Get Confident in 21 Easy Steps


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  • Melly Deen

    Thank you for writing this post, Farnoosh. I have been skeptical too but I wouldn’t have admitted it like you ;)) Now too late. And I think it’s really important to ask these questions because it’s natural to wonder if the affirmations work or don’t work. They are so popular now but do they really work? I like the final assessment you came up with …. They work as long as we go in believing them.

    • http://www.ProlificLiving.com Farnoosh

      Dear Melly, it’s okay I won’t tell anyone hon! And do come up with your own assessment by trying them to see if you get the beautiful results that I talk about here…. and keep me posted. Thanks for sharing your insights.

  • http://www.siviking.com Ragnar

    It really depends on what you want to focus on. Sometimes affirmations can be vital for mental health. But if you use it to distract yourself from the original goal, like giving up early on weight loss by telling yourself you look good, that’s not a good thing in my eyes.

    Universally healthy positive affirmation, to me, goes along the lines of “I can do it, I can change” or “I CAN lose weight.”. Or simply “I am unique, awesome, a genius and INVINCIBLE” (Well maybe that last one should be used with utmost caution.)

    (The following is just a semi-crazy theory, read for entertainment purposes only.) Also I think it can lead to completely unfounded arrogance if you overdo it. I’ve met some people that are completely unable to interpret themselves at fault, even when they blatantly did something wrong. And while I never managed to become close enough to these kinds of people to ask what was actually going on, I used to imagine that they’ve achieved semi-brainwashing through positive affirmation.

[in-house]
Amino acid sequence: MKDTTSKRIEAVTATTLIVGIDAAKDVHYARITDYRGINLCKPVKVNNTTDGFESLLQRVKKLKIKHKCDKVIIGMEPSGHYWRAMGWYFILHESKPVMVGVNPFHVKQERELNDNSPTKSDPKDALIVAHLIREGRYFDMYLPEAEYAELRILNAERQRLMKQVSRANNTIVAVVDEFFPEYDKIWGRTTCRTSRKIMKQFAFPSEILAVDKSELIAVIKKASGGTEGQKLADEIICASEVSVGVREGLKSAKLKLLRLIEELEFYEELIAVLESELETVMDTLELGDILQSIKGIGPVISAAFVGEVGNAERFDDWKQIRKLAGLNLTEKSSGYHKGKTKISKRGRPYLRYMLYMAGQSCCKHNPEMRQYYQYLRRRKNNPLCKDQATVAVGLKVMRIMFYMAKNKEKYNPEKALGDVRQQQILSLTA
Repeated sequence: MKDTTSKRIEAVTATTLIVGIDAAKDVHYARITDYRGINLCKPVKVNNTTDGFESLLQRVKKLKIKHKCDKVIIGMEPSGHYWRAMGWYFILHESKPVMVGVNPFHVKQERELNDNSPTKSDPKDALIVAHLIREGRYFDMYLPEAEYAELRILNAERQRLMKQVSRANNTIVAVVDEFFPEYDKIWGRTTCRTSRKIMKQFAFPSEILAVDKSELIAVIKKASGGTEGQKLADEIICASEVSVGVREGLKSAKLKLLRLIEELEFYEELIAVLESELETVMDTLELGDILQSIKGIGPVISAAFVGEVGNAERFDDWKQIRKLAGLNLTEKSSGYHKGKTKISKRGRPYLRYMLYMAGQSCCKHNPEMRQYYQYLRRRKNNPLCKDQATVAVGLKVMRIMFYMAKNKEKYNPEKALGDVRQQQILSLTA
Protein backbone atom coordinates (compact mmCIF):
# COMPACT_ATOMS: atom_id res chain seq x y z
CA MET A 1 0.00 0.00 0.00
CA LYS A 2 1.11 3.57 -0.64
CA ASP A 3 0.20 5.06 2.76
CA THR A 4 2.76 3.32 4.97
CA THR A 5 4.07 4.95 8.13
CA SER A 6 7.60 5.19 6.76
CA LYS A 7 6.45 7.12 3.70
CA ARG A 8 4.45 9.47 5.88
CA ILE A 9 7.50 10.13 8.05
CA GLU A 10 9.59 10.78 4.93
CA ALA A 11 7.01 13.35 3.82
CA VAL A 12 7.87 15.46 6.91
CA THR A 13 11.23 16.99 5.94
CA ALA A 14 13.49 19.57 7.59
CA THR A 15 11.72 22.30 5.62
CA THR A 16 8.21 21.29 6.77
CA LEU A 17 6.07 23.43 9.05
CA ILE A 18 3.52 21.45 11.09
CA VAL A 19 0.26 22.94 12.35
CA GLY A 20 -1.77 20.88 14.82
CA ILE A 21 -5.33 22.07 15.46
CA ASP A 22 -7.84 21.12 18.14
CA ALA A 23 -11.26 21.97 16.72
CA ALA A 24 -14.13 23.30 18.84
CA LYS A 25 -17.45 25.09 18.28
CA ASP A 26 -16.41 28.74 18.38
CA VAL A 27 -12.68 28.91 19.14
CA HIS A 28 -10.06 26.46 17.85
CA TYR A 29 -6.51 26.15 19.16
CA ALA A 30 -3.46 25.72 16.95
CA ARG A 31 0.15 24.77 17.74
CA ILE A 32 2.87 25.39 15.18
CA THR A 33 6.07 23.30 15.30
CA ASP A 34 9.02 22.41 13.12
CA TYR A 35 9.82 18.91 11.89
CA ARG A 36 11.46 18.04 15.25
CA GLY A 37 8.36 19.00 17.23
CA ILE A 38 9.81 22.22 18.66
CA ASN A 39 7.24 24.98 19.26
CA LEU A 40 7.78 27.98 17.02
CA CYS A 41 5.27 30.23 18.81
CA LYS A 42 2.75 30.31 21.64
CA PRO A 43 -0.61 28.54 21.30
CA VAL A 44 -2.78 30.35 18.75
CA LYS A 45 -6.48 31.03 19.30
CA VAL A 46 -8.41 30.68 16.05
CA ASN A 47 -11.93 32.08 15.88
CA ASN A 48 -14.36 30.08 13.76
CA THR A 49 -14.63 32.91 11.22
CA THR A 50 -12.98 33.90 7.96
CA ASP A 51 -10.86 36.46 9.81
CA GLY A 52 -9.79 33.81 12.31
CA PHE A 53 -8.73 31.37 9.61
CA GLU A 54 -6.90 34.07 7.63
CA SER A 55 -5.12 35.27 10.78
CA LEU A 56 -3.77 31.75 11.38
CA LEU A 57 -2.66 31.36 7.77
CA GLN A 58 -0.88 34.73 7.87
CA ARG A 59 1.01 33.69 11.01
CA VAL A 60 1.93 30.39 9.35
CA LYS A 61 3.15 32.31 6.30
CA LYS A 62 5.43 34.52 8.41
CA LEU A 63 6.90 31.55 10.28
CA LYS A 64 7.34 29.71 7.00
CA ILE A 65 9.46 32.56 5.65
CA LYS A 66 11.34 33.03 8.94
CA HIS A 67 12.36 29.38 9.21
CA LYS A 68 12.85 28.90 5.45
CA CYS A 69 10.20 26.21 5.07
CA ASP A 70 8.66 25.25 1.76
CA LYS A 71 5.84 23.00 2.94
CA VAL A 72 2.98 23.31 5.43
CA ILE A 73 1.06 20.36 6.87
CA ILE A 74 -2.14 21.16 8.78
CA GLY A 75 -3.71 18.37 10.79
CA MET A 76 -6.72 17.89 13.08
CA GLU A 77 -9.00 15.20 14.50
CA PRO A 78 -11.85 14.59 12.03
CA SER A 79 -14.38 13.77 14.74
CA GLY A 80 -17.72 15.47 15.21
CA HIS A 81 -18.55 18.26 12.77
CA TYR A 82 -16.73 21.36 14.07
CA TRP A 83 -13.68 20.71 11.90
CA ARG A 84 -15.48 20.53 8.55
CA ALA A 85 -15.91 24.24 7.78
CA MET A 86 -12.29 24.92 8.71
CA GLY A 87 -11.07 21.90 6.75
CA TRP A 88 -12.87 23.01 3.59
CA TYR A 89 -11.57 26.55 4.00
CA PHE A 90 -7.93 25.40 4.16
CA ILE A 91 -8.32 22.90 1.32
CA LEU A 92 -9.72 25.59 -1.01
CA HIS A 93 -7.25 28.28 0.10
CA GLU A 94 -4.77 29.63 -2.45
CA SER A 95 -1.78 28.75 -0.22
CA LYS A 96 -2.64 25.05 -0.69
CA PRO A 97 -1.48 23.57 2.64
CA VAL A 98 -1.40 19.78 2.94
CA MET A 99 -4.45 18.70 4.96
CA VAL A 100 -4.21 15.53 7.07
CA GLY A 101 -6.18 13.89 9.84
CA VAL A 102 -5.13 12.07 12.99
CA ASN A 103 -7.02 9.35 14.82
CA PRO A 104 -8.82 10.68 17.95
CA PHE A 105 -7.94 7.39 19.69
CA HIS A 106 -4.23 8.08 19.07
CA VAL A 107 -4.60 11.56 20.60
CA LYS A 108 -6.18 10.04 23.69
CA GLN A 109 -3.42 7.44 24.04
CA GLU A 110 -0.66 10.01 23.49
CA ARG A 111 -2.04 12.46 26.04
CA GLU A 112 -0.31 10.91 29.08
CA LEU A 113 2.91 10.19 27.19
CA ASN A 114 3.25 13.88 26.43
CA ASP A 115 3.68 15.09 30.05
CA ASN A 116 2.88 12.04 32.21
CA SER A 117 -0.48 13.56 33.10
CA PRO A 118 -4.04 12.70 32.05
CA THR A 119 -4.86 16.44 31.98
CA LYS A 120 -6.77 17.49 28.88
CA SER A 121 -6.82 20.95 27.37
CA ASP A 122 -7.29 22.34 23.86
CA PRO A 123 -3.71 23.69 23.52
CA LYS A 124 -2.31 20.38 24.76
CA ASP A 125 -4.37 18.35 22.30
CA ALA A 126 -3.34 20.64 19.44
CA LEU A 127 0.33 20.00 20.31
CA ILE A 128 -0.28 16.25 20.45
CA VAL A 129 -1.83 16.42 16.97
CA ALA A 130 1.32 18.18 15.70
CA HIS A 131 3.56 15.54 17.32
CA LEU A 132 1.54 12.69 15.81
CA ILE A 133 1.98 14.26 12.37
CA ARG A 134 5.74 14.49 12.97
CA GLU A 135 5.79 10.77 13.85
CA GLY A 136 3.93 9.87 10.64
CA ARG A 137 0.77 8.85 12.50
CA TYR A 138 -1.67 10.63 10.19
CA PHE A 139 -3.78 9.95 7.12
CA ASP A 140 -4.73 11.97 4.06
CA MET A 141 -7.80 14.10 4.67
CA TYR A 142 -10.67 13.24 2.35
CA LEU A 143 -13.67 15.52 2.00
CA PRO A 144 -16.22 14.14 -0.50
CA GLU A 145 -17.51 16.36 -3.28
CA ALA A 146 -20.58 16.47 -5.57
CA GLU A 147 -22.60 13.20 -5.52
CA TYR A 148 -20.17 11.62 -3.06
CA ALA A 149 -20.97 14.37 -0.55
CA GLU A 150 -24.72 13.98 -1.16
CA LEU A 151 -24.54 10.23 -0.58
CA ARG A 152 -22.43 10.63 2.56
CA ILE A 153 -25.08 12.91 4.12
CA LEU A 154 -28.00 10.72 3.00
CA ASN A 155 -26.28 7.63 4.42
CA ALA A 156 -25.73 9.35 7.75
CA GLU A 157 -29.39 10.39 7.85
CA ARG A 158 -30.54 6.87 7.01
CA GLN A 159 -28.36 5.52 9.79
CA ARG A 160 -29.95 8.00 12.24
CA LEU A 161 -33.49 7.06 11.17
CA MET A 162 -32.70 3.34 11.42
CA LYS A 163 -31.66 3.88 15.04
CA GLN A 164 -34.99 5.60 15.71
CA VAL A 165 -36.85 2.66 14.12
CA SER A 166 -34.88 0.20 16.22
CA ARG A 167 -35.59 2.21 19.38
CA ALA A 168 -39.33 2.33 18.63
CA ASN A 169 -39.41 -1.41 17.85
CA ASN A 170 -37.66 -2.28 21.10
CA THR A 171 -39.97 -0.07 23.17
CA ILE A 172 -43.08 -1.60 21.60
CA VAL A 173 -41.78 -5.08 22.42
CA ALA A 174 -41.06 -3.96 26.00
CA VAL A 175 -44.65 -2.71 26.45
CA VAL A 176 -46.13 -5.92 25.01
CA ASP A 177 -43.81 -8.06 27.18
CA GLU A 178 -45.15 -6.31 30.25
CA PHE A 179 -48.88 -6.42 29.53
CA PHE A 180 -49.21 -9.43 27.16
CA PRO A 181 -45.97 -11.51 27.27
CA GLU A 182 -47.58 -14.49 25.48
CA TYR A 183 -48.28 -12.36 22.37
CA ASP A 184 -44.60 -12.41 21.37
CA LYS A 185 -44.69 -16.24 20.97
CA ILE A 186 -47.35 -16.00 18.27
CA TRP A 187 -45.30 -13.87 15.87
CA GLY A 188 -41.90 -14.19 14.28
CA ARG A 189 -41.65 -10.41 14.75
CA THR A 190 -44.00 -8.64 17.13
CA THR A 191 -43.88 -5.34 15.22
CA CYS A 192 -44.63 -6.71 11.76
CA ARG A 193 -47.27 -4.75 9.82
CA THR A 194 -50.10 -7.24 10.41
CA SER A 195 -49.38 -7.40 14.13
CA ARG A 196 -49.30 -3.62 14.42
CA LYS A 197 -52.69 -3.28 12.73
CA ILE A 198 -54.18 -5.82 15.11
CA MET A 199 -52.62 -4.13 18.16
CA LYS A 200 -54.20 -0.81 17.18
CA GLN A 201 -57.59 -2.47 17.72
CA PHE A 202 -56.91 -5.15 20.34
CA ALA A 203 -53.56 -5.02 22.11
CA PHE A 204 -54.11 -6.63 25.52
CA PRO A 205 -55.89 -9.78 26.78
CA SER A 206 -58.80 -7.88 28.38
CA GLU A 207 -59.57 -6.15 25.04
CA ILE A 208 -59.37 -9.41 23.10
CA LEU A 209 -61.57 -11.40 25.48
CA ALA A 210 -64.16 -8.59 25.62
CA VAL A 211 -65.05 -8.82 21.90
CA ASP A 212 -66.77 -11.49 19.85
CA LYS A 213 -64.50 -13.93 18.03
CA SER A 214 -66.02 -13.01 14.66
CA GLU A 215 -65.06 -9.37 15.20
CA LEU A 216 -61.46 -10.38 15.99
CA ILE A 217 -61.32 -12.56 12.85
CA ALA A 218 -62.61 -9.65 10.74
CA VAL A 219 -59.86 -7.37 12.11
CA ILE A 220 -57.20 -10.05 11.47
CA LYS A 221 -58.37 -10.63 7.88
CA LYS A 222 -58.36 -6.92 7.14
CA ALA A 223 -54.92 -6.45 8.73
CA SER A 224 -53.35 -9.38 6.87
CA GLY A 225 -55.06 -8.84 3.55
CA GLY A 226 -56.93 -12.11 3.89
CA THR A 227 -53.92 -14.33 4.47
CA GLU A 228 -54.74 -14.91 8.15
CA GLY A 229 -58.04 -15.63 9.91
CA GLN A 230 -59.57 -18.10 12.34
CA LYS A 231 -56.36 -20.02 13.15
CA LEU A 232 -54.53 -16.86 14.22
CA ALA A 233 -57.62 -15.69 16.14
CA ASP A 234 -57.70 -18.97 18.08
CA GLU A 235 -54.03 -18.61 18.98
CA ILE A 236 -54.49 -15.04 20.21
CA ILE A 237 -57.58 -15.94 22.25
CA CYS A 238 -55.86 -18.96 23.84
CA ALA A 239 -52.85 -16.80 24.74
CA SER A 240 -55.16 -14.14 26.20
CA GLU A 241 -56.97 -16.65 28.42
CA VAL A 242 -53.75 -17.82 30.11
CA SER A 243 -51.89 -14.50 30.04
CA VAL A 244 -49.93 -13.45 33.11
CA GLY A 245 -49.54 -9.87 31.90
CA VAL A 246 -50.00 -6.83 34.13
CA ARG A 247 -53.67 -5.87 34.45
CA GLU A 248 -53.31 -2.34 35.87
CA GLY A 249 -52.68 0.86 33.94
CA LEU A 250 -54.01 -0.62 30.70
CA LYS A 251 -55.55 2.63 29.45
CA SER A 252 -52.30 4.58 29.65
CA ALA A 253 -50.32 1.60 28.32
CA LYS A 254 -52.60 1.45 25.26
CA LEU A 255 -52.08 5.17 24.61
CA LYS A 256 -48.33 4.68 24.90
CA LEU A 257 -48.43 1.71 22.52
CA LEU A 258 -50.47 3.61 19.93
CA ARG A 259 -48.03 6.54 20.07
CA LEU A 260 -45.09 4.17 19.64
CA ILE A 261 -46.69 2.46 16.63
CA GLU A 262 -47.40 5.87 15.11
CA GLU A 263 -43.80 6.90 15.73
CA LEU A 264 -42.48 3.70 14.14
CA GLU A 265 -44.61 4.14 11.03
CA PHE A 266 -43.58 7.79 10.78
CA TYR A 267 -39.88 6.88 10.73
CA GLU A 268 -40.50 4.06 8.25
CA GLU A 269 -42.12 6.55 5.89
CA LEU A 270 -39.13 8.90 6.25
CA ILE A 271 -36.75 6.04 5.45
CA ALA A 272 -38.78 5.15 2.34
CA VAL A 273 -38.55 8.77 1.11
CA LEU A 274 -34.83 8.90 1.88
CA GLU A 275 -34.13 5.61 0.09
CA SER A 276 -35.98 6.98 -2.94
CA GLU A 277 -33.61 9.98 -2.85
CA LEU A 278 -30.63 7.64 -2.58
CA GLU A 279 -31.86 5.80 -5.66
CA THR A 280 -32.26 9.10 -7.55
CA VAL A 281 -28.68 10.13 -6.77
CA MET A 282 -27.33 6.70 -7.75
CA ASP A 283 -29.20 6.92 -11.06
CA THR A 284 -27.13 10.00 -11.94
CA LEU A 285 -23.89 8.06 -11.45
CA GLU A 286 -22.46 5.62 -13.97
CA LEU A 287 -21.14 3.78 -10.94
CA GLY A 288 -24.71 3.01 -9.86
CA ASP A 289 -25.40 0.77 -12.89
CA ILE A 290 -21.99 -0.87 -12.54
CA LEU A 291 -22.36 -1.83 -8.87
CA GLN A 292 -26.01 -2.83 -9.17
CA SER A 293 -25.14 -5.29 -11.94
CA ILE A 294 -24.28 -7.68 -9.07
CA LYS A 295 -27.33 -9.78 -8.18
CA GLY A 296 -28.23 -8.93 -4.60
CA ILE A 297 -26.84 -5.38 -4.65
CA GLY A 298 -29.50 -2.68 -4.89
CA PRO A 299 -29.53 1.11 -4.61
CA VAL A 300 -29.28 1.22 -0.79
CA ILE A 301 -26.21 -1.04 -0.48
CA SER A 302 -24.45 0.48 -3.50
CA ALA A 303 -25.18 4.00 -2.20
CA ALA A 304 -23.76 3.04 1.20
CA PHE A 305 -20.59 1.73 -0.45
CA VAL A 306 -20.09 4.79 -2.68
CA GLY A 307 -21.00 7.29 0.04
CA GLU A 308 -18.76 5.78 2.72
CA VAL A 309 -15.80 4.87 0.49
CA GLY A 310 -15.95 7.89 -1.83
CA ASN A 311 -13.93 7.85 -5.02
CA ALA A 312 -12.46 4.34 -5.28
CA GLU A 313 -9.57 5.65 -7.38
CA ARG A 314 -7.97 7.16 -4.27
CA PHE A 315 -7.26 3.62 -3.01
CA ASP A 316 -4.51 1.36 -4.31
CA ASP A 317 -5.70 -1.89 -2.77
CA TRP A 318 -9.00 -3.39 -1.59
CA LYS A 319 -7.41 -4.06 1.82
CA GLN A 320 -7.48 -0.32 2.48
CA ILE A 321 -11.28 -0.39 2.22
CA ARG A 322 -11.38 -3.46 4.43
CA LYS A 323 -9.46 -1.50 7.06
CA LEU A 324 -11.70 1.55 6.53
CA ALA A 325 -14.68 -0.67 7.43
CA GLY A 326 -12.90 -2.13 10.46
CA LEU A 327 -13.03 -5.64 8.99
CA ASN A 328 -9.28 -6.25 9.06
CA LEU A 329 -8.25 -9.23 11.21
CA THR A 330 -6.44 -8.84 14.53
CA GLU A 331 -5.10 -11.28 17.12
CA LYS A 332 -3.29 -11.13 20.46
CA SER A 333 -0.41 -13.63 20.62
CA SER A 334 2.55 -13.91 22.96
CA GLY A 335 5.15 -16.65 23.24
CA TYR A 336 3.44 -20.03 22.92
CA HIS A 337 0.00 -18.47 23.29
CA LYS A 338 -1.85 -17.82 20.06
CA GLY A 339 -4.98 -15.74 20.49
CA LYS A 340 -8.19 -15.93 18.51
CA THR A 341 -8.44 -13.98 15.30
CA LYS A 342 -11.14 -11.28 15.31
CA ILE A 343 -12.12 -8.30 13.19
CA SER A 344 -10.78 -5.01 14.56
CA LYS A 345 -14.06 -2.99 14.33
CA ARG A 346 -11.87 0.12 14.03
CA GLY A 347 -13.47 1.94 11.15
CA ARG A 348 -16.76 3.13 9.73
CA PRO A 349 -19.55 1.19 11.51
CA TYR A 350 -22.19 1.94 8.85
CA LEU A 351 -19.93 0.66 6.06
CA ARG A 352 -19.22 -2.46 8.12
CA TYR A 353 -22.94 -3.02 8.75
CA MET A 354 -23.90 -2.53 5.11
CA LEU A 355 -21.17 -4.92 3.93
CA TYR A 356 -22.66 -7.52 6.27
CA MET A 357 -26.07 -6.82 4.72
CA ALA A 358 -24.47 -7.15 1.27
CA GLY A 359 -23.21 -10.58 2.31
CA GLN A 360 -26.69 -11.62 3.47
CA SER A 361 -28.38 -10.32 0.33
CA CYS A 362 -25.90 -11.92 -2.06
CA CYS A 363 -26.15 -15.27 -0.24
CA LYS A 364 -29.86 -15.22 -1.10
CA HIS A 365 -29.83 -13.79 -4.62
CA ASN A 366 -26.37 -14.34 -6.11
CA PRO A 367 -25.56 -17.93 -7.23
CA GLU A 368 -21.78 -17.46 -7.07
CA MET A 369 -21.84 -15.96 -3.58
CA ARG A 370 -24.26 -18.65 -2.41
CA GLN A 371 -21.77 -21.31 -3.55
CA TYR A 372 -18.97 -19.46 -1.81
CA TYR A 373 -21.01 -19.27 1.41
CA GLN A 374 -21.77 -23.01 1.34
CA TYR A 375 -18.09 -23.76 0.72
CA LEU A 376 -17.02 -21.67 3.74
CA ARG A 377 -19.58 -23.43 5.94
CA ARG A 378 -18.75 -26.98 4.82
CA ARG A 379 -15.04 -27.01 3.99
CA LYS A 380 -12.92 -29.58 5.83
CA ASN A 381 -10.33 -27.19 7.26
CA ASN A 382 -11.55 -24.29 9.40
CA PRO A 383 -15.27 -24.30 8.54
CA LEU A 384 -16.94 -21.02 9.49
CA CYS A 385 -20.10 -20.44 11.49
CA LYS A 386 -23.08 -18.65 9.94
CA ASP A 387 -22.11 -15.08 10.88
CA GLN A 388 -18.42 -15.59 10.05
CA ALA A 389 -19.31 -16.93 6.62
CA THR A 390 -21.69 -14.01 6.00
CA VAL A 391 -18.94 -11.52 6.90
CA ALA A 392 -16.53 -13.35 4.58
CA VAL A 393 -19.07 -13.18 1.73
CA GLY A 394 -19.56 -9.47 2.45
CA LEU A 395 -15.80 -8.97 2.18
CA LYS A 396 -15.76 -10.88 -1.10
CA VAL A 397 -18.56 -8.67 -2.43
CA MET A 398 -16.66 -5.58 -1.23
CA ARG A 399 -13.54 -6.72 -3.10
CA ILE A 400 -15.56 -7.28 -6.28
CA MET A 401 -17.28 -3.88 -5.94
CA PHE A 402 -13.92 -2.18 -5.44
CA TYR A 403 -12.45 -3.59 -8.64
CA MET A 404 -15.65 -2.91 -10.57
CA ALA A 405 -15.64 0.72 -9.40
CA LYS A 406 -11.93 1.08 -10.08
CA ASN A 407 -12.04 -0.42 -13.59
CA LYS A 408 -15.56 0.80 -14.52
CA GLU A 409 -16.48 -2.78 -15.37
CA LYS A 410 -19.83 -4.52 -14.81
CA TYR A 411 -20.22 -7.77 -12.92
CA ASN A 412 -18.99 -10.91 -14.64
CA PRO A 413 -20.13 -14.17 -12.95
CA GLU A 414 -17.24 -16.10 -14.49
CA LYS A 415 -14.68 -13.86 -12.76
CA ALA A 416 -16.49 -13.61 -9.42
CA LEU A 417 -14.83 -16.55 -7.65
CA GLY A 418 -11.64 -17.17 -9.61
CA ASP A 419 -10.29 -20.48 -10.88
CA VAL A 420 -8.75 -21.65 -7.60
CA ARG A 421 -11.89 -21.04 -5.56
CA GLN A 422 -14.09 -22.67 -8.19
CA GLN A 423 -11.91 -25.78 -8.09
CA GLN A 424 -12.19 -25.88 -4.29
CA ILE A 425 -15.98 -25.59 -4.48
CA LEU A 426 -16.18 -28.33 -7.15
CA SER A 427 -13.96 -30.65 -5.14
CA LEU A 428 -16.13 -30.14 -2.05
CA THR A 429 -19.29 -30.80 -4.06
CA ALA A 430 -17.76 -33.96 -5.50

• http://www.ProlificLiving.com Farnoosh

      Ragnar, great to see you again … I know what you mean but I don’t see affirmations that way – sure it can be misused just like everything in life and that’s a great warning – I suppose we should add affirmations are for SMART people ;)! Okay I am being clever, but really, affirmations don’t mean poof-magic and they certainly don’t absolve us of doing the work. Well-said Ragnar.

      • http://www.siviking.com Ragnar

        Just let me clarify, my theory was that their surroundings had always been excessively supportive. So much so, in fact, that it lead to instinctive positive affirmation the minute they’re accused of something. But that’s another discussion entirely I guess!

        I’m still in the middle of trying out positive affirmation. While I sometimes feel it working, what has worked best for me are the ones about change, and general ability. If I try to tell myself that I’m happy, for example, I end up in a 1 man silent argument, which is far from as entertaining as it sounds.

        So that’s how I got my perspective. I can be a little outspoken, sometimes unfortunately even when I don’t 100% know what I’m talking about! Sorry for always being so long-winded.

        • http://www.ProlificLiving.com Farnoosh

          Think you are confusing affirmations with spoiled upbringing perhaps ;) I see the distinction too, Ragnar. And I can’t stand it when parents just pump up their children with false nonsense when they need to hear the truth … I think affirmations come into play when we are being harsh and unfair to ourselves despite our greatest effort. Note: the effort still has to be there ;)!

        • Jennifer